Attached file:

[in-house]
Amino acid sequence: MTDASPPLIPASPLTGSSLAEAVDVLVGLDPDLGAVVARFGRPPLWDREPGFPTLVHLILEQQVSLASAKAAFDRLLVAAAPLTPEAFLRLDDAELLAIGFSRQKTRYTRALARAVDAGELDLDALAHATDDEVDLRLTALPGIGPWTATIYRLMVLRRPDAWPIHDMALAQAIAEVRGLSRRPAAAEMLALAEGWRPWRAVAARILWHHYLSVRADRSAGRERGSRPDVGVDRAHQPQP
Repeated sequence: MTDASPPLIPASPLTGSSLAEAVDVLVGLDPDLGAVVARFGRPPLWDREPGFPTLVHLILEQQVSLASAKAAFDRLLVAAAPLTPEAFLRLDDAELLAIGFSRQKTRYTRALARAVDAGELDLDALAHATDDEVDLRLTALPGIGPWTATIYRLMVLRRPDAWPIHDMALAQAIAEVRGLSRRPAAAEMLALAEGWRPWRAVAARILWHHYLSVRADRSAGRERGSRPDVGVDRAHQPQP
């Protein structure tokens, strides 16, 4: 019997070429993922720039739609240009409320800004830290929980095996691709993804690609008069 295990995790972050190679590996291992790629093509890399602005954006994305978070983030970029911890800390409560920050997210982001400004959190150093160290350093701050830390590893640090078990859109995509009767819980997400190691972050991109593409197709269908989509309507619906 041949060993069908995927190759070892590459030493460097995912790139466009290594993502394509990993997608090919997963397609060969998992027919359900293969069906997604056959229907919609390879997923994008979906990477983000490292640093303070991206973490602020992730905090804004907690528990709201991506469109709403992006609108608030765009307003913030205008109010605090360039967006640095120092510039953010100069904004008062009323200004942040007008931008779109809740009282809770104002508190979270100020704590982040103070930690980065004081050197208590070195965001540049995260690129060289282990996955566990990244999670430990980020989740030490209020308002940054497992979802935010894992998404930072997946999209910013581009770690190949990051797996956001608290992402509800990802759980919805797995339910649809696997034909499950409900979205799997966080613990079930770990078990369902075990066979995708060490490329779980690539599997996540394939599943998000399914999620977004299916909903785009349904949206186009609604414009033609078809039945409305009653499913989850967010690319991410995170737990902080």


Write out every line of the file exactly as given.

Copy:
[in-house]
Amino acid sequence: MTDASPPLIPASPLTGSSLAEAVDVLVGLDPDLGAVVARFGRPPLWDREPGFPTLVHLILEQQVSLASAKAAFDRLLVAAAPLTPEAFLRLDDAELLAIGFSRQKTRYTRALARAVDAGELDLDALAHATDDEVDLRLTALPGIGPWTATIYRLMVLRRPDAWPIHDMALAQAIAEVRGLSRRPAAAEMLALAEGWRPWRAVAARILWHHYLSVRADRSAGRERGSRPDVGVDRAHQPQP
Repeated sequence: MTDASPPLIPASPLTGSSLAEAVDVLVGLDPDLGAVVARFGRPPLWDREPGFPTLVHLILEQQVSLASAKAAFDRLLVAAAPLTPEAFLRLDDAELLAIGFSRQKTRYTRALARAVDAGELDLDALAHATDDEVDLRLTALPGIGPWTATIYRLMVLRRPDAWPIHDMALAQAIAEVRGLSRRPAAAEMLALAEGWRPWRAVAARILWHHYLSVRADRSAGRERGSRPDVGVDRAHQPQP
């Protein structure tokens, strides 16, 4: 019997070429993922720039739609240009409320800004830290929980095996691709993804690609008069 295990995790972050190679590996291992790629093509890399602005954006994305978070983030970029911890800390409560920050997210982001400004959190150093160290350093701050830390590893640090078990859109995509009767819980997400190691972050991109593409197709269908989509309507619906 041949060993069908995927190759070892590459030493460097995912790139466009290594993502394509990993997608090919997963397609060969998992027919359900293969069906997604056959229907919609390879997923994008979906990477983000490292640093303070991206973490602020992730905090804004907690528990709201991506469109709403992006609108608030765009307003913030205008109010605090360039967006640095120092510039953010100069904004008062009323200004942040007008931008779109809740009282809770104002508190979270100020704590982040103070930690980065004081050197208590070195965001540049995260690129060289282990996955566990990244999670430990980020989740030490209020308002940054497992979802935010894992998404930072997946999209910013581009770690190949990051797996956001608290992402509800990802759980919805797995339910649809696997034909499950409900979205799997966080613990079930770990078990369902075990066979995708060490490329779980690539599997996540394939599943998000399914999620977004299916909903785009349904949206186009609604414009033609078809039945409305009653499913989850967010690319991410995170737990902080």